DWP consultation on Contribution Notices

Our viewpoint

On 18 March, the DWP launched a consultation on some key draft regulations arising from the Pension Schemes Act 2021 (PSA21).  The consultation closes on 29 April.  This is the next step in a package of measures that will come fully into force from Q4 this year. 

There remains a lot of uncertainty about The Pensions Regulator’s (TPR) new powers, but we are beginning to see the wider picture.  And, as anticipated, the new regulatory regime does indeed look tougher for corporates, more favourable for trustees, and more resource heavy for TPR. 

The consultation covers draft regulations on information gathering and interviews, but the key new regulations are those relating to Contribution Notices (CNs).  As a reminder, in certain prescribed circumstances, under current law TPR can impose a CN on a company or director, that requires them to pay a large one-off contribution into a pension scheme. Currently there are two tests or triggers for a CN and the PSA21 introduces two additional new tests that, if satisfied, will enable TPR to consider imposing a CN in a broader range of circumstances.  This consultation focusses on one of these two new tests, the “employer resources test”.

DWP seem to be proposing a very simplistic approach for the employer resources test, that will run something like this:

  • Look up the most recently published normalised Profit Before Tax
  • Assess what the same number would have been (theoretically) as if the event in question had already happened (this could be any corporate act or failure to act)
  • Compare the difference between the two numbers (ie the reduction in profit), to the Section 75 debt in the scheme (ie the buy-out deficit), and see if it is material (TPR is unlikely to provide guidance on what is “material” and will use its judgement)

Many companies which are sponsors of DB pension schemes will be likely to raise an eyebrow of concern at this simplistic approach being proposed by the DWP.

When coupled with our guess at what the detail of the second new test (the “insolvency test”) is going to look like (similarly simplistic, to be fleshed out in TPR guidance), this appears to be a big shift in regulatory power.  In particular, TPR currently has to prove (and generally fails in its attempts) that one of the existing tests has been breached, before it can consider next steps.  In contrast, going forwards, many corporate acts (dividends, more debt, business sales, internal restructuring of groups) are likely to very clearly trigger one or other of the two new tests, and it will then be in TPR’s hands to consider whether a CN is reasonable to impose, if they wish to.  We expect this to shift the balance of power and leverage in trustee / company discussions (towards the trustees).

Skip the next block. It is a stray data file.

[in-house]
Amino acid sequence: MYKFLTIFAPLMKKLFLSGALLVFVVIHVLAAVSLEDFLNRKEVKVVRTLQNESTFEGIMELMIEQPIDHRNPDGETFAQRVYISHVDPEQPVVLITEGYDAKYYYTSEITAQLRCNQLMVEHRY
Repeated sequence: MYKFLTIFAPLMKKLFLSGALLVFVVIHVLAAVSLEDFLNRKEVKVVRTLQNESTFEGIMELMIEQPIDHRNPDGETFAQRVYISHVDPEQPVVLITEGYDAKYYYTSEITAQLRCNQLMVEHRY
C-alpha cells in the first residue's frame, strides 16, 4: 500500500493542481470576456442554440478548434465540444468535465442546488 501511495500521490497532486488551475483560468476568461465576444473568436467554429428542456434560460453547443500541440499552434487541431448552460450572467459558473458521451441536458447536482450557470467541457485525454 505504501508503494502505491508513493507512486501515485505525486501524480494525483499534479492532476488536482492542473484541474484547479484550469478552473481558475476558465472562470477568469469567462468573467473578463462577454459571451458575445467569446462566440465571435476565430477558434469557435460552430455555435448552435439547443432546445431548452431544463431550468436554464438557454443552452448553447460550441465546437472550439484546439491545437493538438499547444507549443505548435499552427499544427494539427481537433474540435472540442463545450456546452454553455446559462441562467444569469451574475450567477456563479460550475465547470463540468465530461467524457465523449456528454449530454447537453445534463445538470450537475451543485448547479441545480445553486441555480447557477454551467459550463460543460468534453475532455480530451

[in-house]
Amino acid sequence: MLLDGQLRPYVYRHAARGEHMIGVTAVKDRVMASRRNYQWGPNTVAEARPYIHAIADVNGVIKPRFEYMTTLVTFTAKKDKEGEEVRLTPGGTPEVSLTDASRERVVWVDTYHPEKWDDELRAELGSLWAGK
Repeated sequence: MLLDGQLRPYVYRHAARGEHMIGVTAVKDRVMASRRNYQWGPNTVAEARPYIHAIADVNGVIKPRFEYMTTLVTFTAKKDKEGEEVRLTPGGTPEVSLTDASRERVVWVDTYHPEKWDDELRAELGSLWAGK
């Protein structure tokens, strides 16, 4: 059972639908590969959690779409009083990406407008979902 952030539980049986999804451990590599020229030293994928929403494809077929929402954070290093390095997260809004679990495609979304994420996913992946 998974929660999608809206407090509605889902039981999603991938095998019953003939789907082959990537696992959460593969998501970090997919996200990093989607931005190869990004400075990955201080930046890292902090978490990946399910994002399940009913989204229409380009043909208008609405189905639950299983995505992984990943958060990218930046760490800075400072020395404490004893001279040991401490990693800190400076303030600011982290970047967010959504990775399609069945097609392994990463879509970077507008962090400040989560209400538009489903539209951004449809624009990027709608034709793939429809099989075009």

Further, there would seem to be a timing challenge in relation to the new employer resources test.  If a sponsor wishes to test whether they may be at risk of a CN in relation to a particular act, they can estimate the impact on profit, and take a view.  However, this consultation implies that TPR will also consider the actual impact on profit that subsequently arises and is reported to be relevant (ie they will have the benefit of hindsight).  This means that a company will not be able to predict TPR’s response with confidence at the time of the event.

It is not straightforward to think through how this all may work as a package without more detail on the other new test (the insolvency test), and revised clearance guidance from TPR.  But it would certainly seem to point to the likelihood of many more companies applying for clearance from TPR for various business events, at least until we all get used to the new regime. Will TPR have the resource for this? 

And it is also worth remembering that some lawyers have said that, effectively, there is a risk of a six year look back on these CNs – and so current events may even be in scope.  It will be important for sponsors to get legal advice if they think there are new risks arising from planned corporate activity. 

As a result of these changes, in the future we would expect sponsors to engage with trustees more frequently, and at an earlier stage in their decision-making process, in relation to any corporate activity that could potentially have a significant impact on the support available for the pension scheme (eg material dividend payments or debt refinancing).  It is also likely to be sensible for trustees to agree new information sharing arrangements with the sponsor, and review their covenant monitoring processes, to ensure they are managing their own risks in this area, and so that they are confident of being aware of all activity that could potentially have an adverse impact on the scheme in good time, particularly when also considering the threat of criminal offences.

We would expect that sponsor and trustee boards will want training on these developments over the coming months.

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